When it comes to harsh weather and natural disasters, the unexpected is becoming more common. Hurricanes, floods, tornadoes, and storms have battered investment property from coast to coast—with no signs of slowing down.
Take hurricanes, for example. Since 1850, all of Florida's coastline has been hit by at least one hurricane, and the frequency of these storms is increasing.
Other states, like Louisiana, Mississippi, Arkansas, and S. Carolina, are prone to flooding, while Texas and Kansas are most likely to be hit by tornadoes.
After the '1000-year flood' of 2015 exposed the vulnerabilities of many residential and commercial investment properties, it's more important than ever to prepare for the worst. Here's how you can protect your investment property from extreme weather.
Get to Know the Risks
First things first—research the areas your properties are located.
Conduct thorough market research before investing in any property to determine the nature and level of risk your property will be subjected to. Check out resources like the National Weather Service's Storm Prediction Center and the FEMA Flood Maps to familiarize yourself with the risk factors of your property's location.
The US is a large country with incredible climate diversity. Currently, there are nine climate zones in the US, and ten if you include Hawaii's tropical climate zone.
That said, if your investment properties are scattered across the US, it can be a challenge to keep up with the changing weather conditions in each region, so having a property manager to report on any potential risk is crucial.
Stay on Top of Weather Conditions
Stay current on the weather patterns in the regions where your properties are located and take the necessary steps, like notifying your tenants if you have invested in rental properties. According to the NWS definition, there are three tiers of cold weather alerts.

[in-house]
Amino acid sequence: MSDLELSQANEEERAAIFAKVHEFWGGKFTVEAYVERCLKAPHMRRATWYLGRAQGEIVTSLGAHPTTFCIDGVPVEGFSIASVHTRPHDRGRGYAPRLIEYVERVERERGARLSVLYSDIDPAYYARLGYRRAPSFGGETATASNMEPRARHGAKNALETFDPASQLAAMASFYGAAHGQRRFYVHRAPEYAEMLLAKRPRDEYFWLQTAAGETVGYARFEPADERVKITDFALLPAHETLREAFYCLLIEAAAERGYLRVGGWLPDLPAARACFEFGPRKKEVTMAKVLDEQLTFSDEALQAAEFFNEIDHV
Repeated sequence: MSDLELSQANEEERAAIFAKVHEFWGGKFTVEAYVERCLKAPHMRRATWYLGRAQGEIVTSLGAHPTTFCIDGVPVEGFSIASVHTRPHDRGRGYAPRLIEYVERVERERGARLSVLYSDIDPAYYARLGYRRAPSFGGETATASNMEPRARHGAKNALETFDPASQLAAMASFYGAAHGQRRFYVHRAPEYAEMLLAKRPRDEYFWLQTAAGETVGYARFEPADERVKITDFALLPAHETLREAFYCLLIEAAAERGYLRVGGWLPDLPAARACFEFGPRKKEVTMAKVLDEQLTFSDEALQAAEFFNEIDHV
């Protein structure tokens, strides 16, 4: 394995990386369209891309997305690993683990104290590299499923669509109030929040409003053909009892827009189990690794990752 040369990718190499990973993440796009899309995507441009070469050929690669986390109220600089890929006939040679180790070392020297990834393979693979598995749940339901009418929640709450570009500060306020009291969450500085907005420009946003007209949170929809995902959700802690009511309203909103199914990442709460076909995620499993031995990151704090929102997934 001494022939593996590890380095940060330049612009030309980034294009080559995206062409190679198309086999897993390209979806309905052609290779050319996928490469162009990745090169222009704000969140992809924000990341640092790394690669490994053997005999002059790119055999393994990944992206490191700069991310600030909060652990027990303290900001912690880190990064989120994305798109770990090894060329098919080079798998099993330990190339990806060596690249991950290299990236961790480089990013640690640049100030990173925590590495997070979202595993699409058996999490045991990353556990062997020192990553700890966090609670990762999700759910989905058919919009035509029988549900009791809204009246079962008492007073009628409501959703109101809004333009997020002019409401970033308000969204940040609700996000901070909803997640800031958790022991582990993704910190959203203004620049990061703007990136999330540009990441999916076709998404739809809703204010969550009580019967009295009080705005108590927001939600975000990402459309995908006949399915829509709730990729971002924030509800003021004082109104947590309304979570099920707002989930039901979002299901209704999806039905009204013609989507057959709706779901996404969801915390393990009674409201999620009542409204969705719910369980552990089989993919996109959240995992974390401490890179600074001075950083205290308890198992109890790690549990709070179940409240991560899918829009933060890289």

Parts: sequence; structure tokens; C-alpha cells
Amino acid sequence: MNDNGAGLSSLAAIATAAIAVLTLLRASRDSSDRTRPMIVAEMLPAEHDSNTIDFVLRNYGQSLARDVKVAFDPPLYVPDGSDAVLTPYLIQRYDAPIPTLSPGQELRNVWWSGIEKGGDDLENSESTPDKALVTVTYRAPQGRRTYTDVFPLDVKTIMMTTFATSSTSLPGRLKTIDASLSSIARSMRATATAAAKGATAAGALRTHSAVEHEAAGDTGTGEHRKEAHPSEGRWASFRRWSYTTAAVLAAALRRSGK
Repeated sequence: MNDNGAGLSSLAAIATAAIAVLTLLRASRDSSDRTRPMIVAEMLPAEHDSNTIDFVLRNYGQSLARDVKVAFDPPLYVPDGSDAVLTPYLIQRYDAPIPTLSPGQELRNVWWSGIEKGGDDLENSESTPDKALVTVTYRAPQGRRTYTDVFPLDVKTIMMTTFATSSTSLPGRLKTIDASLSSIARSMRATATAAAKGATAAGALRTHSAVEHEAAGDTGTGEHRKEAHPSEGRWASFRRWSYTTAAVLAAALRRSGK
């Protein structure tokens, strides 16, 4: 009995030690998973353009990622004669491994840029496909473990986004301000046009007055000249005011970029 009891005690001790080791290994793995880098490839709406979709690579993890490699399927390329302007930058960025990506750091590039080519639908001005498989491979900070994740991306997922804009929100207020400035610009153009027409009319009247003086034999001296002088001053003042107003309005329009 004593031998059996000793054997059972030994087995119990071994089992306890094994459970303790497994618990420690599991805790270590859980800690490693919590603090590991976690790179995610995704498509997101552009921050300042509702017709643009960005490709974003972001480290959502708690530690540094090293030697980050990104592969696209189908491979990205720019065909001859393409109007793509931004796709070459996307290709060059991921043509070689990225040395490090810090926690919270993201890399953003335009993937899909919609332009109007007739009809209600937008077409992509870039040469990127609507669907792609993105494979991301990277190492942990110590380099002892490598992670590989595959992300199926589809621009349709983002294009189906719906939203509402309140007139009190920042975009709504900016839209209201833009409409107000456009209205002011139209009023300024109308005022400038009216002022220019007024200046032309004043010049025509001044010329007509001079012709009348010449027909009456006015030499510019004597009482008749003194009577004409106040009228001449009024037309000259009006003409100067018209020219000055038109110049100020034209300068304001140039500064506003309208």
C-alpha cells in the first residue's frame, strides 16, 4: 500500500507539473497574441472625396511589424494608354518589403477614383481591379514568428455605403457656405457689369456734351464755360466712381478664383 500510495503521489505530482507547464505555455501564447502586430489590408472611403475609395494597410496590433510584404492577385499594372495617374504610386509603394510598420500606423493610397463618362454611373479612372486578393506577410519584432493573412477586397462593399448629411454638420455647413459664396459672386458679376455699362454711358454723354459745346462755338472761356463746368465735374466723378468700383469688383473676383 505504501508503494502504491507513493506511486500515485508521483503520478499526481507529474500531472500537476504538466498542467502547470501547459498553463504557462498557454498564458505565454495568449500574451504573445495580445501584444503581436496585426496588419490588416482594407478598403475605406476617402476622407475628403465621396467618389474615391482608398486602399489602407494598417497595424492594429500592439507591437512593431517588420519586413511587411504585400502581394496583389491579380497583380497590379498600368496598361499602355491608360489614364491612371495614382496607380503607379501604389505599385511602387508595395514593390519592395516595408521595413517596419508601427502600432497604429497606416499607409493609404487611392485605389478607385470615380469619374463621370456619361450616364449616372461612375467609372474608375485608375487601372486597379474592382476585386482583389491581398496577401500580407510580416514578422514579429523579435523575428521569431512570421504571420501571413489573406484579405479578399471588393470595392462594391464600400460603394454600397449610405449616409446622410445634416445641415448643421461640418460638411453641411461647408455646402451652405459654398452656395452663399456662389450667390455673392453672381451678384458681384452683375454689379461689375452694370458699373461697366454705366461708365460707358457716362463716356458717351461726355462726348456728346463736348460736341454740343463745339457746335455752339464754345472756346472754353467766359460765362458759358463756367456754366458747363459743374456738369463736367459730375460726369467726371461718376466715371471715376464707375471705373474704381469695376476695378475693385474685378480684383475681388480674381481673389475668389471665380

- Winter storm watch – This one is issued when there's a potential for significant, hazardous winter weather within 48 hours.
- Winter Weather Advisory – This one is issued when any amount of freezing rain is expected to cause significant damage or inconvenience.
- Winter Storm Warning – This one is issued when a significant combination of hazardous winter weather is imminent.
Listen to local news to stay informed about severe storms and warnings. You can also check the forecasts regularly to see if your properties are at risk for severe weather.
Make a Plan and Take Action
The final step you'll want to take to minimize losses from severe weather is to make a plan and take action. Some actions can be done well in advance of the storm approaching, while others might not be practical until the storm arrives.
Here are some preparations you can make for the common weather hazards.
Thunderstorms and Lightning
- Ensure sump pump and security systems are connected to battery backups
- Ensure generators are working to be used in the event of power outages
- Read about lighting safety on the National Weather Service website
- Install wind-resistant roof structures
- Keep your roof well maintained
- Brace garage doors
- Install impact-resistant windows
Wind and Hail
- Secure your shingles
- Reinforce your windows and doors
- Trim trees
- When the wind approaches, brace entry doors with additional support from the inside
- Read about wind safety on the National Weather Service website
The weather can be unpredictable, and you might not know the intensity of the impending storm, but one thing is certain; if you prepare your property for extreme weather, you can minimize the extent of damages and losses.
By following these tips, you'll be better equipped to deal with any harsh weather or natural disaster that affects your properties and it could lower your insurance costs.